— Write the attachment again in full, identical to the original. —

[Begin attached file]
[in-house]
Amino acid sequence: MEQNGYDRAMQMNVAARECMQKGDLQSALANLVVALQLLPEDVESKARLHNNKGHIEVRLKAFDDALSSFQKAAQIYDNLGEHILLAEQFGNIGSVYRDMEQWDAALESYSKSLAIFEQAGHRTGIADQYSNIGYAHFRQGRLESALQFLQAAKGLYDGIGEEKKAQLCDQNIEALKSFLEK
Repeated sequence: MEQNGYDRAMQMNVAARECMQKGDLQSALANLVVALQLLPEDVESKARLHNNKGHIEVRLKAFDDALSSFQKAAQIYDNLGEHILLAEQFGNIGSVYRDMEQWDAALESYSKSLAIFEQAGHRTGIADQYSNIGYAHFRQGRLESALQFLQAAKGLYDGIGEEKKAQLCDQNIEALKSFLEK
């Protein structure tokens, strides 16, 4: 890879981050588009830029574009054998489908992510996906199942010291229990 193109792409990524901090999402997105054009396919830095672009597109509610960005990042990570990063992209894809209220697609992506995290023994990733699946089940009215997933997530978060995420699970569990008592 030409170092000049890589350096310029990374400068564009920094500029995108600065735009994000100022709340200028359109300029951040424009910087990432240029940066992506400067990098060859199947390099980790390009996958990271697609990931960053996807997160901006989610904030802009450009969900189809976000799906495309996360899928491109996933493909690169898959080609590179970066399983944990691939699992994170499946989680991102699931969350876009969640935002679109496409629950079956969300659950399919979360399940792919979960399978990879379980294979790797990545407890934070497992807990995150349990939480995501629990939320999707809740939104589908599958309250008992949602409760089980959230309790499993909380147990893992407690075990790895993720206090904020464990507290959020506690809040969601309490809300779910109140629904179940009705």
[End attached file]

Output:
[in-house]
Amino acid sequence: MEQNGYDRAMQMNVAARECMQKGDLQSALANLVVALQLLPEDVESKARLHNNKGHIEVRLKAFDDALSSFQKAAQIYDNLGEHILLAEQFGNIGSVYRDMEQWDAALESYSKSLAIFEQAGHRTGIADQYSNIGYAHFRQGRLESALQFLQAAKGLYDGIGEEKKAQLCDQNIEALKSFLEK
Repeated sequence: MEQNGYDRAMQMNVAARECMQKGDLQSALANLVVALQLLPEDVESKARLHNNKGHIEVRLKAFDDALSSFQKAAQIYDNLGEHILLAEQFGNIGSVYRDMEQWDAALESYSKSLAIFEQAGHRTGIADQYSNIGYAHFRQGRLESALQFLQAAKGLYDGIGEEKKAQLCDQNIEALKSFLEK
């Protein structure tokens, strides 16, 4: 890879981050588009830029574009054998489908992510996906199942010291229990 193109792409990524901090999402997105054009396919830095672009597109509610960005990042990570990063992209894809209220697609992506995290023994990733699946089940009215997933997530978060995420699970569990008592 030409170092000049890589350096310029990374400068564009920094500029995108600065735009994000100022709340200028359109300029951040424009910087990432240029940066992506400067990098060859199947390099980790390009996958990271697609990931960053996807997160901006989610904030802009450009969900189809976000799906495309996360899928491109996933493909690169898959080609590179970066399983944990691939699992994170499946989680991102699931969350876009969640935002679109496409629950079956969300659950399919979360399940792919979960399978990879379980294979790797990545407890934070497992807990995150349990939480995501629990939320999707809740939104589908599958309250008992949602409760089980959230309790499993909380147990893992407690075990790895993720206090904020464990507290959020506690809040969601309490809300779910109140629904179940009705």